In the last sixteen months, advances in server hardware and network infrastructure have helped CDNs provide better performance to their customers at lower price points. However, while these advances are a tremendous gift to providers and their customers, there is a cost to implementing new technologies into existing infrastructure. The cost is what we refer to as the “ugly side of the business”. Not only is there an economical cost, but engineering resource allocation cost, because updating and/or replacing obsolete technology is a very expensive proposition.
100Gbps Internet Ports
Lets start with transit. Currently, if a company requires 100Gbps of egress capacity per PoP, the way its accomplished is simple; 10 Internet Ports @ 10Gbps/each of 95/5 burstable must be purchased – that gets us to 100Gbps of egress capacity. The rule of thumb is CDNs must keep traffic levels at 25% to 30% of total utilization; if utilization increases, then more transit must be purchased.
10 circuits requires 10 ports for termination. What happens when a single 100Gbps Internet Port becomes the norm in a couple of years? That means one 100Gbps circuit will replace 10x10Gbps. Talk about efficiency. However, deploying one circuit isn’t best practices, two are needed for redundancy. Also, what happens when a CDN uses 4 different carriers, things start to get hairy real fast. As we can see, there is a cost to having so much bandwidth available; current network designs will have to change for the CDN as a whole.
Next Generation Hardware
In terms of hardware, individual servers support 512GB’s to 768GB’s of RAM in the present time. By the end of next year, servers will start supporting 1TB of RAM. Soon after that, it will be multiple TBs of RAM. Thus, when you have multiple TBs of RAM, a bunch of problems start cropping up, especially in the latency department. Will caching platforms need to be re-architected, in order for them to be able to take advantage of this new profound power? Maybe.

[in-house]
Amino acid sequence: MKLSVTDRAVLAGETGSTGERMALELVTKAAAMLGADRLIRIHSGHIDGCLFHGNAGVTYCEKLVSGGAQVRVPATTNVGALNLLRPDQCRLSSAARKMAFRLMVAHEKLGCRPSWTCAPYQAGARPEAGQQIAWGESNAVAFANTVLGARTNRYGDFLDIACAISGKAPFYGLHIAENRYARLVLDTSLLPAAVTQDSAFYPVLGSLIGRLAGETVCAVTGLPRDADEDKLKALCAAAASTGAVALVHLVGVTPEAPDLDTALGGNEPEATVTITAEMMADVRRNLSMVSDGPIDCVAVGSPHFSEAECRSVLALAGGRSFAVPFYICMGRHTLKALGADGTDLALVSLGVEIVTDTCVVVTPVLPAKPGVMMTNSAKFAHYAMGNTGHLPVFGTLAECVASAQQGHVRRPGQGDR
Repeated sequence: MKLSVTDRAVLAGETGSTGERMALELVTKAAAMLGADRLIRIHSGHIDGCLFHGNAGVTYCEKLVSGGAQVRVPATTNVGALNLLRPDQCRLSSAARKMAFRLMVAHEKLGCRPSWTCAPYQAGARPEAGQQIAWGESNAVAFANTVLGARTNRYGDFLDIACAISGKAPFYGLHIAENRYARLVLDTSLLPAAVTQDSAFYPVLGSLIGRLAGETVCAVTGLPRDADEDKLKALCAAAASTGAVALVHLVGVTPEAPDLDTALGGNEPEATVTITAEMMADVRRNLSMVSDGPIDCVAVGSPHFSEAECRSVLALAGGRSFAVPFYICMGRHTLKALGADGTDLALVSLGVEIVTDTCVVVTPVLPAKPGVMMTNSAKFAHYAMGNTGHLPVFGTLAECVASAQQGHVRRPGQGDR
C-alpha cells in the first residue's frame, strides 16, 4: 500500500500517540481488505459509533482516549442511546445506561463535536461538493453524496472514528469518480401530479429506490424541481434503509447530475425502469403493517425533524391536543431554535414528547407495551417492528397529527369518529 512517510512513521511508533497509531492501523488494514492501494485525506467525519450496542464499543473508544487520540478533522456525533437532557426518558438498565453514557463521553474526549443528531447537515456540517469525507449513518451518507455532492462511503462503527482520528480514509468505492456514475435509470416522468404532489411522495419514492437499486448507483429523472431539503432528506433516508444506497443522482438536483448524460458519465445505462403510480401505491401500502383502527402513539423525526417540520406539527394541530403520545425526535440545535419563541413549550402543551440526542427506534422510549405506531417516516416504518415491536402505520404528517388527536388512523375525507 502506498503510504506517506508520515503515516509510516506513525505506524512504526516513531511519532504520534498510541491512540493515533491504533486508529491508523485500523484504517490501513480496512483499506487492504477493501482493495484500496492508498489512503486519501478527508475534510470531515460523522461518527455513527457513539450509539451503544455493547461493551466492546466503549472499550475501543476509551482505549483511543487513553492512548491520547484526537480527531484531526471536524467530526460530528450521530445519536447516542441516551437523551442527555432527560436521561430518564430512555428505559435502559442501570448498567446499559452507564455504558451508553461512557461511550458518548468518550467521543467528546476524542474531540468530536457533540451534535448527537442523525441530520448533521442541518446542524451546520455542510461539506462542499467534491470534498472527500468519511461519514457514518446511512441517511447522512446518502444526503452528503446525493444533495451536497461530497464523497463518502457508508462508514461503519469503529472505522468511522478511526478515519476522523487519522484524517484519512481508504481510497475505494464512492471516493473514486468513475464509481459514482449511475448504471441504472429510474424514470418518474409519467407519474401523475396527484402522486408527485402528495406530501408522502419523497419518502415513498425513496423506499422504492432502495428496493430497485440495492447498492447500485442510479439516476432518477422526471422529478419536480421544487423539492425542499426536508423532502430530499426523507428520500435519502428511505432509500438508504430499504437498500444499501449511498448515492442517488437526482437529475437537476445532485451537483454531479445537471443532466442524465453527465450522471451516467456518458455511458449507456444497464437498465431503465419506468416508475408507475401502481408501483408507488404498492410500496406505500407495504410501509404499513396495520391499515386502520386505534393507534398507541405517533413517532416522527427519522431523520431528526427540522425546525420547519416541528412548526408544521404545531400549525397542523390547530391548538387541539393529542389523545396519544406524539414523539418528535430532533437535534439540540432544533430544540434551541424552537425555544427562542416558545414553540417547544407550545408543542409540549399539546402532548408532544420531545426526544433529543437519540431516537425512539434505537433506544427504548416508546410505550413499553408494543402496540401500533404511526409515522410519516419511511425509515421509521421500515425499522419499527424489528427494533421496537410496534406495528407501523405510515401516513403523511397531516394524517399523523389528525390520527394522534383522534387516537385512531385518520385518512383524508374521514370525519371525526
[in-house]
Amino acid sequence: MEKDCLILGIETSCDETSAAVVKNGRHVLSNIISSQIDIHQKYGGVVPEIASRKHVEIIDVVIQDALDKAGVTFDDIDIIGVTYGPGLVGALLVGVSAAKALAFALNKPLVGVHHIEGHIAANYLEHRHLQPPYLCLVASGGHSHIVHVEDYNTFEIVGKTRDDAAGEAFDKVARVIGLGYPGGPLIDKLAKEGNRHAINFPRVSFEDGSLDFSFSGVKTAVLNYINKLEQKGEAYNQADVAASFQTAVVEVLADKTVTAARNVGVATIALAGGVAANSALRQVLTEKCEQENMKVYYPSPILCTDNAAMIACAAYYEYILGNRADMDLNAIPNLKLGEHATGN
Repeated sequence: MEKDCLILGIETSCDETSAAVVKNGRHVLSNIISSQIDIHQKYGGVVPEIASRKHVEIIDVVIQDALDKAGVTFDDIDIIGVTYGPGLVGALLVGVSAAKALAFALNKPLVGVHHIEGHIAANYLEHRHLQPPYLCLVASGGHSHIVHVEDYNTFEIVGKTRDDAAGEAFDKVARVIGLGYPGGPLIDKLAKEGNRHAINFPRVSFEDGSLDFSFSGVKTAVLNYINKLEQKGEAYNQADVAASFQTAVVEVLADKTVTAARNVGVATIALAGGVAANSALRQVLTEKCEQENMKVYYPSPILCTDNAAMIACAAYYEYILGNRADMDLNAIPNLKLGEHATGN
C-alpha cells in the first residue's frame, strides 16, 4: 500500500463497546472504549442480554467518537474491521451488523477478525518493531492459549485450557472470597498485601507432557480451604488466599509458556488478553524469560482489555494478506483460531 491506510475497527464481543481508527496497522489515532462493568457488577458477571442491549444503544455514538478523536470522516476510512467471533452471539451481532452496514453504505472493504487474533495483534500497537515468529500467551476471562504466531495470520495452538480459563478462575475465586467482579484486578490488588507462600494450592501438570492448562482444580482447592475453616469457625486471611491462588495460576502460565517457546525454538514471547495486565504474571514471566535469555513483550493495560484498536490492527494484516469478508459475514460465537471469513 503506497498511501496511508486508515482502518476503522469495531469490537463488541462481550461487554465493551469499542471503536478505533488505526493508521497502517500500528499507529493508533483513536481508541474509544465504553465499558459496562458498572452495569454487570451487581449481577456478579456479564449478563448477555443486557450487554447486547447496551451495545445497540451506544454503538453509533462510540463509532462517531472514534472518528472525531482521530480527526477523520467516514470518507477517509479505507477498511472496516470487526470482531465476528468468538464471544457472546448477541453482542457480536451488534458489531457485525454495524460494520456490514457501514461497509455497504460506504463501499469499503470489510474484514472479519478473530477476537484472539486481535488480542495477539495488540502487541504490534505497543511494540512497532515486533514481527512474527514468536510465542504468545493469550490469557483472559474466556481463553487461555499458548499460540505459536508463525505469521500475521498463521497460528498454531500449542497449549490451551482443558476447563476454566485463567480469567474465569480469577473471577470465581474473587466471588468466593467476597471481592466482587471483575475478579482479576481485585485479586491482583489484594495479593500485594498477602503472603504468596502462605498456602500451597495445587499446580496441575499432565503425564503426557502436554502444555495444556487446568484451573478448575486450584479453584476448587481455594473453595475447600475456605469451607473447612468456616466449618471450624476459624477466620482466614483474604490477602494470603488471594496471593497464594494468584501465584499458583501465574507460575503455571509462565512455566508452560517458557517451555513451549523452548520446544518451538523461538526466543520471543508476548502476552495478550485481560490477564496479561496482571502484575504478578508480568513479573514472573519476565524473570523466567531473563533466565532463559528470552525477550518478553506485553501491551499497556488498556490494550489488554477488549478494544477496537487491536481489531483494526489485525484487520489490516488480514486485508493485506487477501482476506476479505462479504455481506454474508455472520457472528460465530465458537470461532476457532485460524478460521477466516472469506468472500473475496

Next, CDNs are currently using servers with network interface cards (NICs) supporting 10Gbps/port or 40Gbps/port. In the next couple of years, NICs with 100Gbps/ports will be the standard. That means servers will be able to support 200Gbps, which is a NIC with dual ports at 100Gbps/port. That’s orders of magnitude more powerful than whats being used today. A CDN engineer told me at this level, the kernal will need to be re-architected in order to support that much throughput.
Now lets combine 100Gbps Internet circuits + 1TB of RAM per server + 200Gbps of throughput capacity per server via NIC, and we get millions of dollars in resource cost to upgrade the entire CDN infrastructure. If a CDN has 300 servers at 30 PoPs – that means an engineer needs to power down the rack, unscrew each server, take out the RAM chips, pop in the new ones, power up server, and make sure each server is running smoothly. Then multiply this by 30 PoPs, and we get a feel of the work required for implementing advanced technology. That’s why we call it the “ugly side of the business” because even writing about it gives one a headache.